In practice, it's easier for me to apply these principles to shopping for household goods and gifts than clothing. Our household purchases are few; the items are largely zero-waste, secondhand, or made by local artisans. I give handmade, cash, or experience gifts where appropriate. As far as clothing and accessories go, I have five pieces purchased new (three purchased years ago), and several things made in China. After reading this article on the myth of the ethical shopper (thanks Nadia!), I'm determined not to buy anything that makes me complicit in the mistreatment of humans, animals, or the environment.

Paris to Go

21 comments:

  1. Another thought - knit your own sweaters, especially if you like vintage style. That way you can do it with non-toxic, ethical wool. As far as other clothing goes, I'm looking into buying some organic linen and running a few items up. I'm not a great sewer, but as I like simple designs this could work and has the benefit of everything actually fitting. If you can't sew, perhaps a seamstress could make a few items for you. Whilst that might seem costly, I think it reflects the REAL cost of clothing.

    Madeleine.x

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    1. You are totally right Madeleine! I meant to put "make your own" in the chart above and completely forgot. Thanks for bringing that out. I agree it reflects the true cost!

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  2. This is truely great. Greatness and beyond! I will use, as I have reduced my annual shopping budget for next year, because I really feel I have everything I need. Thank you!!

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    1. Hi Emma! It's great that you've gotten to that point where you have everything you need. And perfect as you start your new life with your husband :)

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  3. These are so great! You probably don't remember me, but I used to read STAL. I found you from your article about the Balenciaga coat on Elle.com. It's nice to see how your writing matured over the years. I love the no-nonsense way you've distilled all this capsule wardrobe-minimalist mumbo-jumbo to its very essence. Workbooks and e-guides are great, but not everyone has the time for that, so these quick and dirty versions are truly helpful.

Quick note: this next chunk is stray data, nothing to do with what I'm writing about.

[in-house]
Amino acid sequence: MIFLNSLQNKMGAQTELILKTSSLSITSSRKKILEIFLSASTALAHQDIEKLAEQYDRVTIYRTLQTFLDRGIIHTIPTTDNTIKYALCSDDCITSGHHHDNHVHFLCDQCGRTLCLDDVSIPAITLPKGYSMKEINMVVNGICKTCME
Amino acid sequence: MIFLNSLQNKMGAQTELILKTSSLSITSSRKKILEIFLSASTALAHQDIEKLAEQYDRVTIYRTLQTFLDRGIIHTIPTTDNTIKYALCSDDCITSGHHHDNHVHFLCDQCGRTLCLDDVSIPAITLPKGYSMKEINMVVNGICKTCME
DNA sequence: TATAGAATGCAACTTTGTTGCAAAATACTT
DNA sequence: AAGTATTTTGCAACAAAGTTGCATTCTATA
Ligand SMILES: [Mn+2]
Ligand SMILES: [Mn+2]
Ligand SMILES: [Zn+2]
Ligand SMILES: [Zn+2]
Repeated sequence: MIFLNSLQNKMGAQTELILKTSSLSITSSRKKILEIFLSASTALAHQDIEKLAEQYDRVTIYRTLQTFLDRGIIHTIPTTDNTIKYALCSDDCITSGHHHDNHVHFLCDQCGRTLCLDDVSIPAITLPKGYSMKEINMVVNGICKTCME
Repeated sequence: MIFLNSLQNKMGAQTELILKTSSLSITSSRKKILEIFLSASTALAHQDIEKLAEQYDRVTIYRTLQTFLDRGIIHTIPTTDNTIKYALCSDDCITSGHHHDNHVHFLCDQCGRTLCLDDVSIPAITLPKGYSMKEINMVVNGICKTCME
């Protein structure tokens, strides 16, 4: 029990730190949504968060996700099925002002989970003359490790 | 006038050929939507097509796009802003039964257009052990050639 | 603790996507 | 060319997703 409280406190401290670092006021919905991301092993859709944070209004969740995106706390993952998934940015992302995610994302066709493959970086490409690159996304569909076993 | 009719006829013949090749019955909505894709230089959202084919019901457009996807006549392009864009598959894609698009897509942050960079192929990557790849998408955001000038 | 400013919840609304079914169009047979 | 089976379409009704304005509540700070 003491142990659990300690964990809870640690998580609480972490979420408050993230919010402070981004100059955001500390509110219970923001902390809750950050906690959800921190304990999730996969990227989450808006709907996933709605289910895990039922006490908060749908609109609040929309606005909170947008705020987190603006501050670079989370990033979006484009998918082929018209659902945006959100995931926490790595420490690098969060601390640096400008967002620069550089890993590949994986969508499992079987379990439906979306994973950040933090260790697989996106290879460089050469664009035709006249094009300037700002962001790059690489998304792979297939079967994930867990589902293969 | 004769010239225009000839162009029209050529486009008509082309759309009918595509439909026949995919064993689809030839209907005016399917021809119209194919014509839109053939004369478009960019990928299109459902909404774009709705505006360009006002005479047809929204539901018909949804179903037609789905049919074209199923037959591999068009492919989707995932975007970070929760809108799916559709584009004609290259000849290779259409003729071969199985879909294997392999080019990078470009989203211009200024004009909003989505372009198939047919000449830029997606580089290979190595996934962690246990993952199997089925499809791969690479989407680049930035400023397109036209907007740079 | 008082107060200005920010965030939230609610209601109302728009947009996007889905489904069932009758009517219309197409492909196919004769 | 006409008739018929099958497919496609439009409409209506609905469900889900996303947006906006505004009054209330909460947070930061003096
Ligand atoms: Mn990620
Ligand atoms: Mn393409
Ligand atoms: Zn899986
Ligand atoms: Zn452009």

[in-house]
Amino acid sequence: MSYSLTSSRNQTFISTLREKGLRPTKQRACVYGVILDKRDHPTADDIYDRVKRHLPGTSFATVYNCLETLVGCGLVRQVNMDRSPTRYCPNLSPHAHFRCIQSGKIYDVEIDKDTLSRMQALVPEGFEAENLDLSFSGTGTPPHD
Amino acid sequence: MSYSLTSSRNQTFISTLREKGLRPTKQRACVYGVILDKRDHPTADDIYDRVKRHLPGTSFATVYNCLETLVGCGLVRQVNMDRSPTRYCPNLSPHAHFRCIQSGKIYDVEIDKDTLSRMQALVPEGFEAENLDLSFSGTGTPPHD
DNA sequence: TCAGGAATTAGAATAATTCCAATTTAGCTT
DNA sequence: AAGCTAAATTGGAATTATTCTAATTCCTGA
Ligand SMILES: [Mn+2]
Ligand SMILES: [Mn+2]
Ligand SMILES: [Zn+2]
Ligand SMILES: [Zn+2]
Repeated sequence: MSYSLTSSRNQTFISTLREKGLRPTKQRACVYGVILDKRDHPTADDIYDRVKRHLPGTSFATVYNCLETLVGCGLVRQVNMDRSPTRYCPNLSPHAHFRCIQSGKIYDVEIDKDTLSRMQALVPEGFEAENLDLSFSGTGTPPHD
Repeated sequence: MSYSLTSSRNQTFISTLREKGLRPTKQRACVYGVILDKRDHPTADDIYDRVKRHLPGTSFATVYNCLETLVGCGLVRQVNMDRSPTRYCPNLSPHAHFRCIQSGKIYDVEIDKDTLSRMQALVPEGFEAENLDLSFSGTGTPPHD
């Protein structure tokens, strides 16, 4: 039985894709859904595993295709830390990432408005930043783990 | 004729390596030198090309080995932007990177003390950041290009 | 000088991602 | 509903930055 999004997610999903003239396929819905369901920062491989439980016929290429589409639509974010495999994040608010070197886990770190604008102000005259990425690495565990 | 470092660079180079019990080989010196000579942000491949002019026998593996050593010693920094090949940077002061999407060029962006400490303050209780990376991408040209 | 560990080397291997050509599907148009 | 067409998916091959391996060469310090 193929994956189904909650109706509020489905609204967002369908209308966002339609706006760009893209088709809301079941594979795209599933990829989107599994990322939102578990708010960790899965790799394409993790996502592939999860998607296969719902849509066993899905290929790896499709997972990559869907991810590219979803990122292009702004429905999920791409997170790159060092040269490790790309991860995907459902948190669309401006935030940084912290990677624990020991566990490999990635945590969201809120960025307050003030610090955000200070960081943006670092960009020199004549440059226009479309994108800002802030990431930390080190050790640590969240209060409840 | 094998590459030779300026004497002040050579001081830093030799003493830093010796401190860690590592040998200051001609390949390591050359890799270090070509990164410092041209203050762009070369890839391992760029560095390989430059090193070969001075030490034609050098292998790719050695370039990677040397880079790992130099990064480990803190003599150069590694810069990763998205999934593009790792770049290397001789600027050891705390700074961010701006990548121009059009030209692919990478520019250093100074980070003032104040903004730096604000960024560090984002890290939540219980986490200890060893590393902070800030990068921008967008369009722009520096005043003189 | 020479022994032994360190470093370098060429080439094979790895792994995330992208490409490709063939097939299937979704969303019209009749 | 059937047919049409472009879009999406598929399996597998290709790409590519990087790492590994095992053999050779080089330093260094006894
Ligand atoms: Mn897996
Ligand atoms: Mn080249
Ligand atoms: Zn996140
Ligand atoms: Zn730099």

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    1. Hi Yvonne! I think- correct me if I'm wrong- you sent me my invitation to Gmail back when it just came out :) How could I forget? Thank you so much! I forgot about the Elle link haha

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  4. Great list, as always! I've found great luck thrifting for vintage sweaters (so warm!), skirts, winter coats, button-downs, and blazers. After searching for a while for a pair of casual pants, I bought a new pair recently. I didn't want to, but: I couldn't find a thrifted equivalent, the fabric on my old pair was worn out, I can wear my new pair year-round, and probably consign when I'm done with them. I think because I put so much thought into them, I am confident I made the right choice and every time I wear them, they make me happy!

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    1. That's wonderful Rachel! From your Tumblr I can tell you think a lot about the high cost of fashion and buy responsibly. I should put more thought into my purchases like you- a few times, if I couldn't find something thrifted or fair trade I just bought what I *thought* was sustainable and realized after that it was the wrong choice.

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    2. What?!?! You're MY role model in buying thoughtfully and sustainably! I feel like I have a long way to go, but thank you for the compliment! (And I really need to update my tumblr...)

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  5. Great thanks for the slew of wardrobe posts. They bolster the pause I need to keep from buying when I don't need a single thing. I will return to this one when I want to make a purchase.

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  6. Hi Ariana. I'm a new reader and just wanted to say thank you for this illuminating post. Annabel